Argentina prepares to remove a ban on military involvement in fighting crime, terrorist threats and other internal security issues.

Argentine President Mauricio Macri speaks alongside Treasury Minister Nicolas Dujovne (R) and Central Bank President Luis Caputo at the G20 Meeting of Finance Ministers in Buenos Aires, Argentina, July 22, 2018.
Argentine President Mauricio Macri speaks alongside Treasury Minister Nicolas Dujovne (R) and Central Bank President Luis Caputo at the G20 Meeting of Finance Ministers in Buenos Aires, Argentina, July 22, 2018. (Reuters)

In a radical reform of Argentina's defence doctrine, President Mauricio Macri said on Monday he is removing a ban on military involvement in fighting crime, terrorist threats and other internal security issues.

Macri said he will modify a 2006 decree that limited the armed forces to defence against attacks by another country.

"It's important that they can collaborate in internal security, mainly by providing logistic support in the border zones," he said at a public act held at a military base.

"We need armed forces that are capable of facing the challenges of the 21st century, but we have an outdated defence system, the product of years of underinvestment and the absence of a long-term policy."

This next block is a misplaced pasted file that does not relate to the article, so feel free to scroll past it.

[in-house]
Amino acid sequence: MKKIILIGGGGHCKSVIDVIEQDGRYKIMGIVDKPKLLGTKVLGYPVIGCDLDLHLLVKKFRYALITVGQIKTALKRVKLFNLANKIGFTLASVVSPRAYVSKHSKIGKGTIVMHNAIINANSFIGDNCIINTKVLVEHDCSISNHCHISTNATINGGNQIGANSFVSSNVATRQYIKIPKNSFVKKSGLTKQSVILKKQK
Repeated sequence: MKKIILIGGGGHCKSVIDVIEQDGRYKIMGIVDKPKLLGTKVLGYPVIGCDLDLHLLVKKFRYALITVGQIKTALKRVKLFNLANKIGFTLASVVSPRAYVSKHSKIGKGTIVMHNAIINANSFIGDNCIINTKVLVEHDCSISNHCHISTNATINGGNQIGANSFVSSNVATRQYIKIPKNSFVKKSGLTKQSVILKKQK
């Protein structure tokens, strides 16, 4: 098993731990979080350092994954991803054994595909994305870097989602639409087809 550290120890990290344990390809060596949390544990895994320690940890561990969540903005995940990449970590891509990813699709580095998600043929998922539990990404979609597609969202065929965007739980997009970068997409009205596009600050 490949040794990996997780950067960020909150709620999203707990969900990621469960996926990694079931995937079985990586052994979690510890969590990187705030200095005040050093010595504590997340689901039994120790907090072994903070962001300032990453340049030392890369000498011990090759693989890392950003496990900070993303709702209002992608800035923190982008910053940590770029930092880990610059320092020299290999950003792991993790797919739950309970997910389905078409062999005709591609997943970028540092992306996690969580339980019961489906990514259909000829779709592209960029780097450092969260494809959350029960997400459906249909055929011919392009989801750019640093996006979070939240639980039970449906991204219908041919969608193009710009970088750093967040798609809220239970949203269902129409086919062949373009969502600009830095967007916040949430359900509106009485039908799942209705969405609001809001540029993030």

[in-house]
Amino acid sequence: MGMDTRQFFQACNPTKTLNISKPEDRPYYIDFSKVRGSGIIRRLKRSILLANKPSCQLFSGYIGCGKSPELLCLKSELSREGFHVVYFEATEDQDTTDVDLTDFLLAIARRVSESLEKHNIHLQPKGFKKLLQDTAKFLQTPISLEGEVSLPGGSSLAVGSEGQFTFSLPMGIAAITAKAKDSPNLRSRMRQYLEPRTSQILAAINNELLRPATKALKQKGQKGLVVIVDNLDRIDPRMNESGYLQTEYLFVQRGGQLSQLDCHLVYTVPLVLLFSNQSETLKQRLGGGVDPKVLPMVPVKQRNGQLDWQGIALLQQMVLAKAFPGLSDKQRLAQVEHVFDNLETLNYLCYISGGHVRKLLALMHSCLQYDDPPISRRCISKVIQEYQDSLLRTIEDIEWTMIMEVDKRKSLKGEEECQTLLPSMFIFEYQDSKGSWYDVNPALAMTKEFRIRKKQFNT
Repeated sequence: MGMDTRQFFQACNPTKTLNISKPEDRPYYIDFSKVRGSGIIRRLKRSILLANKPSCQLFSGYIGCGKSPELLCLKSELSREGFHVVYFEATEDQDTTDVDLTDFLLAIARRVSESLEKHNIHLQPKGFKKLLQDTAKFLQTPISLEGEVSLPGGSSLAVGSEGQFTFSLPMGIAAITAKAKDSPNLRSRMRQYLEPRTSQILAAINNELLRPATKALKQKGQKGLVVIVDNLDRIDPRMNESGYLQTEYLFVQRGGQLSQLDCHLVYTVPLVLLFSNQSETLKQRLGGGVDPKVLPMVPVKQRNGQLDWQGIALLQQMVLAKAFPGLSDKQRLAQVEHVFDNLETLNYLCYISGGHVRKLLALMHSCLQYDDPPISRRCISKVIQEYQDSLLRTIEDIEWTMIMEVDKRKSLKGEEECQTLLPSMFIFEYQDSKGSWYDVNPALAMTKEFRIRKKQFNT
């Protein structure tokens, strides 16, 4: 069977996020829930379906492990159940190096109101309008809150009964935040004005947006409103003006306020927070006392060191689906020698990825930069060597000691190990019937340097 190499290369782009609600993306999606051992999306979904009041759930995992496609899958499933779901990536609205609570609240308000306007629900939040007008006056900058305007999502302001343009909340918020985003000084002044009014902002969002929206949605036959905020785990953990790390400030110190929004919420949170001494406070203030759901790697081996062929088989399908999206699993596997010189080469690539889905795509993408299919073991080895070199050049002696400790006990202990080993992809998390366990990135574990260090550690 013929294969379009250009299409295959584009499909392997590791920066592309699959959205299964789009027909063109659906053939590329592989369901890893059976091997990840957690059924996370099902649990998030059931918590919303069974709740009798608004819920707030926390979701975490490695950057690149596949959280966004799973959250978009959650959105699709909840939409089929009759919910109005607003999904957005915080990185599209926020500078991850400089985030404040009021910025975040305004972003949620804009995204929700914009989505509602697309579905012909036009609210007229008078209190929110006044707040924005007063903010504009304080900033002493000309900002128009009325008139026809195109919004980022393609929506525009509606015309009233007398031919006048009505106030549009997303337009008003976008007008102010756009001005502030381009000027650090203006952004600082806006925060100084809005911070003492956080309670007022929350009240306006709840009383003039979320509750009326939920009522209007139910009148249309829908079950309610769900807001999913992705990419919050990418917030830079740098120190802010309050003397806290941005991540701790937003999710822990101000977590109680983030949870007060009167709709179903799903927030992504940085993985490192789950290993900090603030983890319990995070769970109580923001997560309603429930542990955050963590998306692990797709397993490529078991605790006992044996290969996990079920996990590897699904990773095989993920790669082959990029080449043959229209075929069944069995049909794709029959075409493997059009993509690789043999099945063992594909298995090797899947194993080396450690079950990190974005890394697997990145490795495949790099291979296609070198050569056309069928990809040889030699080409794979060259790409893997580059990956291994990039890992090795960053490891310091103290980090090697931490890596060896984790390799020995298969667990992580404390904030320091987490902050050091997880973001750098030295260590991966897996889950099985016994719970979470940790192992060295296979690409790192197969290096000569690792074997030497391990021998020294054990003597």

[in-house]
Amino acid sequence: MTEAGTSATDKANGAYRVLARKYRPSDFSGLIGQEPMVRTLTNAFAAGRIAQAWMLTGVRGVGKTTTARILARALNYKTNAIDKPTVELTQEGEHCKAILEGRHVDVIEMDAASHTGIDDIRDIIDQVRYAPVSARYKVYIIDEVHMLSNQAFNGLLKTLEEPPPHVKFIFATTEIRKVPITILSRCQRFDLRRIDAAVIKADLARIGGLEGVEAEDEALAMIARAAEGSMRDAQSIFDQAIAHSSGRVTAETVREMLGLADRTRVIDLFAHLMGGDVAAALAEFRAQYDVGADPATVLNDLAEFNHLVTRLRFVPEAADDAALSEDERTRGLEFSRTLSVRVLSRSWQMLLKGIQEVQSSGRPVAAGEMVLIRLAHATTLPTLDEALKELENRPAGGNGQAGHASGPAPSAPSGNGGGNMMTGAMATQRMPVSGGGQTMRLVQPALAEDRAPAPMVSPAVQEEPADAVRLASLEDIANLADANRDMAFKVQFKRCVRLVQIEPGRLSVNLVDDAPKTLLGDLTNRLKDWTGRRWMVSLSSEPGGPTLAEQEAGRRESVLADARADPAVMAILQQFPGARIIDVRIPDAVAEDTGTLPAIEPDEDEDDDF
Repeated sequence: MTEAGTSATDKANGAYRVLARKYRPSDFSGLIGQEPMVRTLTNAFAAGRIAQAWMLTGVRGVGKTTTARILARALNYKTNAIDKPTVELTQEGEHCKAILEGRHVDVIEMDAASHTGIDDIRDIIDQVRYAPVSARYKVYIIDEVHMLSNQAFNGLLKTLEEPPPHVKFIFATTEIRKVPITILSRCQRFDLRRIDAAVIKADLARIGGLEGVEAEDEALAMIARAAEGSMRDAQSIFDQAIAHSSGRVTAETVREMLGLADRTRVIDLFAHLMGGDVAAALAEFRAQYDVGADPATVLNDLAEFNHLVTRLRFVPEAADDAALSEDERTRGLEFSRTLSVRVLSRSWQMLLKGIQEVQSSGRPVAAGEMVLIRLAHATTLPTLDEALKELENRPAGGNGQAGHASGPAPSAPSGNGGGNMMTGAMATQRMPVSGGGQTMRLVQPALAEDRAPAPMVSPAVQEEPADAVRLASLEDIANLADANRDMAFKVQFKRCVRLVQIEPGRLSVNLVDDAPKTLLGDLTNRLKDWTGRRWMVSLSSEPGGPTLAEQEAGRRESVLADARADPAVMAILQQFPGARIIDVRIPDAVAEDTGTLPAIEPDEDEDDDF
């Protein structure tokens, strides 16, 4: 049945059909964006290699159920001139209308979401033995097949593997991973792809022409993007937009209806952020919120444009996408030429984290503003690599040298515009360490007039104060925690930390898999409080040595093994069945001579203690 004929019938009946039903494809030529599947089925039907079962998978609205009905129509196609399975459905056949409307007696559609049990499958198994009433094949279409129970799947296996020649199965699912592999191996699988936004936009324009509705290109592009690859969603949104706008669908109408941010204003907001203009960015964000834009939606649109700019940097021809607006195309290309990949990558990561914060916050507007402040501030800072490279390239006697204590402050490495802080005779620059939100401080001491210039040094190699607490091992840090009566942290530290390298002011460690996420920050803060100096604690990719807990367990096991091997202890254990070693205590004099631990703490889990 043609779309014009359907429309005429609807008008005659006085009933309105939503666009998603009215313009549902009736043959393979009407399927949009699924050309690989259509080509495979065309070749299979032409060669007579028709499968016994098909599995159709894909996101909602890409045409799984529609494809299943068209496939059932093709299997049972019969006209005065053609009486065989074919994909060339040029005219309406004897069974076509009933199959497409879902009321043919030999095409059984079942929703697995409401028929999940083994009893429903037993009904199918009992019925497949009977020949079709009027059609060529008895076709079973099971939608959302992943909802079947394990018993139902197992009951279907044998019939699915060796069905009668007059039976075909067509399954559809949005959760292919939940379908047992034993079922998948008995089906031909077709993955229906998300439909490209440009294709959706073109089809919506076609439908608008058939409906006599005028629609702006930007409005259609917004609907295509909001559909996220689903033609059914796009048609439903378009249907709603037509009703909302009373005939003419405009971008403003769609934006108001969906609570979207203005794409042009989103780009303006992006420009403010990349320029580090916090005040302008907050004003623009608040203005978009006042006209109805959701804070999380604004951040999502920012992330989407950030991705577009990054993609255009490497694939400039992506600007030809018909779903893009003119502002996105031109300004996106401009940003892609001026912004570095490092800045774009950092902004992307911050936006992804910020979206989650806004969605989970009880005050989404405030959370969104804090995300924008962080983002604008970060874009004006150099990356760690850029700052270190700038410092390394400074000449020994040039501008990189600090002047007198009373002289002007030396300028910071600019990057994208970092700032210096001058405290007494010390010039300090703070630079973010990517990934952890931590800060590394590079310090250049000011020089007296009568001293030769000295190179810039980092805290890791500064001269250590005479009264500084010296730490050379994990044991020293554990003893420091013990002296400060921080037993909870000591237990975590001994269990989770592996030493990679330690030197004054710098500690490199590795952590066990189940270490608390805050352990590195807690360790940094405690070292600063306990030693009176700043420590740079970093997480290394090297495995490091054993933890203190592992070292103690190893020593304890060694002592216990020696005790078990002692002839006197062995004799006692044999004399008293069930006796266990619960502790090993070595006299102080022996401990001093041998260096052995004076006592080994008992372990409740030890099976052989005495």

Argentina's current defence doctrine was adopted with the country's 1976-1983 military dictatorship in mind. Human rights groups estimate up to 30,000 people were kidnapped, tortured or killed during that period.

Human rights groups immediately criticised the decision, saying it could authorise military espionage, lead to repression and increase violence.

"Involving the armed forces in security issues puts at risk the civil government and human rights ... we have to reject this reform and defend the strict separation between defence and security," said the Buenos Aires-based Center for Legal and Social Studies.

Former Defence Minister Agustin Rossi said separating national defence from internal security has been a state policy since 1983 and should remain unchanged.

"Involving the armed forces in drug trafficking issues is illegal. In countries like Colombia, Brazil and Mexico this failed, and is being carefully examined now," said Rossi, who was in the left-of-centre administration of President Cristina Fernandez, who preceded the conservative Macri.

The current defence minister, Oscar Aguad, defended the plan, saying the change seeks only to give logistical support to security forces, including those fighting drug trafficking in the northern border region with Bolivia, Brazil and Paraguay.

"We're trying to help them dissuade transnational groups from drug trafficking and terrorism to come into Argentina. They must block them from entering our territory," Aguad said.

For now, the government plans to issue the changes through a decree instead of a bill sent to Congress.

"We know that this transformation won't be easy," Macri said. "Profound changes are never easy. But this is the first step to build the modern, professional and equipped armed forces that Argentina needs."

Source: AP